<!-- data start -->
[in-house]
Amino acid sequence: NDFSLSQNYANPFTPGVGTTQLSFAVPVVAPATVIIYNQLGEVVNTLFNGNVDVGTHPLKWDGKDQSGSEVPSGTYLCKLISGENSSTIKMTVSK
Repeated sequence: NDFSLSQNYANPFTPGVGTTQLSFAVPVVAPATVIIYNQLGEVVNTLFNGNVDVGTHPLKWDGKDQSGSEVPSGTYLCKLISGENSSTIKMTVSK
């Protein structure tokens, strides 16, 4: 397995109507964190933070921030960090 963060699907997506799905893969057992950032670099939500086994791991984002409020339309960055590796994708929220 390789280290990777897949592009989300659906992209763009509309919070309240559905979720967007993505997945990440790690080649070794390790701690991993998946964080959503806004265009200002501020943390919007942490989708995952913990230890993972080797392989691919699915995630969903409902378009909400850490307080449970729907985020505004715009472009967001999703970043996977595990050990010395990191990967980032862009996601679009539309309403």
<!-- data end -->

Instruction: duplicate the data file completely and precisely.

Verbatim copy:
[in-house]
Amino acid sequence: NDFSLSQNYANPFTPGVGTTQLSFAVPVVAPATVIIYNQLGEVVNTLFNGNVDVGTHPLKWDGKDQSGSEVPSGTYLCKLISGENSSTIKMTVSK
Repeated sequence: NDFSLSQNYANPFTPGVGTTQLSFAVPVVAPATVIIYNQLGEVVNTLFNGNVDVGTHPLKWDGKDQSGSEVPSGTYLCKLISGENSSTIKMTVSK
């Protein structure tokens, strides 16, 4: 397995109507964190933070921030960090 963060699907997506799905893969057992950032670099939500086994791991984002409020339309960055590796994708929220 390789280290990777897949592009989300659906992209763009509309919070309240559905979720967007993505997945990440790690080649070794390790701690991993998946964080959503806004265009200002501020943390919007942490989708995952913990230890993972080797392989691919699915995630969903409902378009909400850490307080449970729907985020505004715009472009967001999703970043996977595990050990010395990191990967980032862009996601679009539309309403």